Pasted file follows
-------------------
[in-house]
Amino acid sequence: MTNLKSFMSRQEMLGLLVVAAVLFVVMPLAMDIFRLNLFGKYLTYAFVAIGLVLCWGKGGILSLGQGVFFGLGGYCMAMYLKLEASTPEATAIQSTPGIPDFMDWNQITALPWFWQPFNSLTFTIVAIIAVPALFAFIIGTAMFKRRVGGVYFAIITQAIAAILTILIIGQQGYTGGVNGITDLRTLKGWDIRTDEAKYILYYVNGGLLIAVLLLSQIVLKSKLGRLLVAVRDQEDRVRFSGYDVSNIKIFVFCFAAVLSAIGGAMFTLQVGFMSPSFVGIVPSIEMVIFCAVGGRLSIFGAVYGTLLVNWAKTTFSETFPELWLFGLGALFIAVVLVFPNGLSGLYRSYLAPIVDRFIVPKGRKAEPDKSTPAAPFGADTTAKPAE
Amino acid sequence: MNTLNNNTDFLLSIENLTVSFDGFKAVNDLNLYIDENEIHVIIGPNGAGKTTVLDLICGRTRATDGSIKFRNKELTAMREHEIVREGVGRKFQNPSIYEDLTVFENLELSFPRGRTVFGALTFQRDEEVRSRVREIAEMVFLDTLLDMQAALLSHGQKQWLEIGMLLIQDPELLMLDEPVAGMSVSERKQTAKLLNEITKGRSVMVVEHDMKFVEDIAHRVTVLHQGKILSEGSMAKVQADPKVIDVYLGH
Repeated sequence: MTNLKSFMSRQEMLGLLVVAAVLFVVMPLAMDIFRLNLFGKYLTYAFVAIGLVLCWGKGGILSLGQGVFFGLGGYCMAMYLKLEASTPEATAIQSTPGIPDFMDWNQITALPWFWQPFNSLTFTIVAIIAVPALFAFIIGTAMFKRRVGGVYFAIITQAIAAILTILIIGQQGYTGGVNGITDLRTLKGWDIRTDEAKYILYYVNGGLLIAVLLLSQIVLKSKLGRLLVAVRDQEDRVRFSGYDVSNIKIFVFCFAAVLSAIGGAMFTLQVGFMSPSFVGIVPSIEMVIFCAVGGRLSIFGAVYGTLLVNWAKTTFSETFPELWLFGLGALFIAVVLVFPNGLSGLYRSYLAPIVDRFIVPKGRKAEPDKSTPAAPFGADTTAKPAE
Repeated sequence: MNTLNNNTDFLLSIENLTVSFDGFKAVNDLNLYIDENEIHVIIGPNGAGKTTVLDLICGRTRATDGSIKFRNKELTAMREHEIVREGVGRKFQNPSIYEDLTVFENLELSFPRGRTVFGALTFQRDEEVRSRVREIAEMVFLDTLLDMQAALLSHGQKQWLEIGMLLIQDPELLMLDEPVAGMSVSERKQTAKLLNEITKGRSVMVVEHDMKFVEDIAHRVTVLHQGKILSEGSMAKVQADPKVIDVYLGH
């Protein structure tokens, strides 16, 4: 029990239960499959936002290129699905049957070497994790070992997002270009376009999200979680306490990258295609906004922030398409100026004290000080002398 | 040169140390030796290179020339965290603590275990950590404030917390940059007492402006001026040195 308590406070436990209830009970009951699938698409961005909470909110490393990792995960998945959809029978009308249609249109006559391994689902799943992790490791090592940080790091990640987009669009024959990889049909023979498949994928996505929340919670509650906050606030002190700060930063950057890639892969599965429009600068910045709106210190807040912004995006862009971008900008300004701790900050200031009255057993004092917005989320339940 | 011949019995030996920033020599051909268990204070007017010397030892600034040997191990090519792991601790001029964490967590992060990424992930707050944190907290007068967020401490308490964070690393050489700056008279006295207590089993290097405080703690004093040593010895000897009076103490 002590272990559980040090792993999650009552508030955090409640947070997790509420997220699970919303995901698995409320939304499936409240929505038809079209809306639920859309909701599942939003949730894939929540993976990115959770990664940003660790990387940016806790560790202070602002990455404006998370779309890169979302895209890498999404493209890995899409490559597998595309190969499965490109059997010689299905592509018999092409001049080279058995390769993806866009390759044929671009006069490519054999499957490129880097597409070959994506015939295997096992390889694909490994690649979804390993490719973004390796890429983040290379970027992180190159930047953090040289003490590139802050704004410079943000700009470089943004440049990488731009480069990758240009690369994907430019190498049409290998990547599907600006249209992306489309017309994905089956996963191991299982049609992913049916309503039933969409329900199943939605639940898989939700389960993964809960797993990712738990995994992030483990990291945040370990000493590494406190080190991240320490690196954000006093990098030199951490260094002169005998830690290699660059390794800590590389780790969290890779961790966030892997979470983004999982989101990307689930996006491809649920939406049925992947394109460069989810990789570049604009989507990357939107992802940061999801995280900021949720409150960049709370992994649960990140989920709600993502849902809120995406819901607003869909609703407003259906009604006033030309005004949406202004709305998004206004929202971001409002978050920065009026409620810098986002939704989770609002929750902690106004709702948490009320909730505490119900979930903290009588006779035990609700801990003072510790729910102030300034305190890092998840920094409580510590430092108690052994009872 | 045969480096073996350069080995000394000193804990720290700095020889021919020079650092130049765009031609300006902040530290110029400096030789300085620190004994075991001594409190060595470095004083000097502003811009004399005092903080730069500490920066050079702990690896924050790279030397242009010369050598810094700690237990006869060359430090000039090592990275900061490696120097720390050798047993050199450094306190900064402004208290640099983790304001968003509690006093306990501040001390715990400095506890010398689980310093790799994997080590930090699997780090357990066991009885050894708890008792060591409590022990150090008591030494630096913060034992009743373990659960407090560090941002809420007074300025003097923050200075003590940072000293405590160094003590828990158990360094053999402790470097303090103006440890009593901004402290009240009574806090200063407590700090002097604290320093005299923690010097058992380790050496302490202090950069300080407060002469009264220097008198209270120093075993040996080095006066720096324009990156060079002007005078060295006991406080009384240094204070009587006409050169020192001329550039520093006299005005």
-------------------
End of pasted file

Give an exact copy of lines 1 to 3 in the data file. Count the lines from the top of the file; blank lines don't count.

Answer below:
[in-house]
Amino acid sequence: MTNLKSFMSRQEMLGLLVVAAVLFVVMPLAMDIFRLNLFGKYLTYAFVAIGLVLCWGKGGILSLGQGVFFGLGGYCMAMYLKLEASTPEATAIQSTPGIPDFMDWNQITALPWFWQPFNSLTFTIVAIIAVPALFAFIIGTAMFKRRVGGVYFAIITQAIAAILTILIIGQQGYTGGVNGITDLRTLKGWDIRTDEAKYILYYVNGGLLIAVLLLSQIVLKSKLGRLLVAVRDQEDRVRFSGYDVSNIKIFVFCFAAVLSAIGGAMFTLQVGFMSPSFVGIVPSIEMVIFCAVGGRLSIFGAVYGTLLVNWAKTTFSETFPELWLFGLGALFIAVVLVFPNGLSGLYRSYLAPIVDRFIVPKGRKAEPDKSTPAAPFGADTTAKPAE
Amino acid sequence: MNTLNNNTDFLLSIENLTVSFDGFKAVNDLNLYIDENEIHVIIGPNGAGKTTVLDLICGRTRATDGSIKFRNKELTAMREHEIVREGVGRKFQNPSIYEDLTVFENLELSFPRGRTVFGALTFQRDEEVRSRVREIAEMVFLDTLLDMQAALLSHGQKQWLEIGMLLIQDPELLMLDEPVAGMSVSERKQTAKLLNEITKGRSVMVVEHDMKFVEDIAHRVTVLHQGKILSEGSMAKVQADPKVIDVYLGH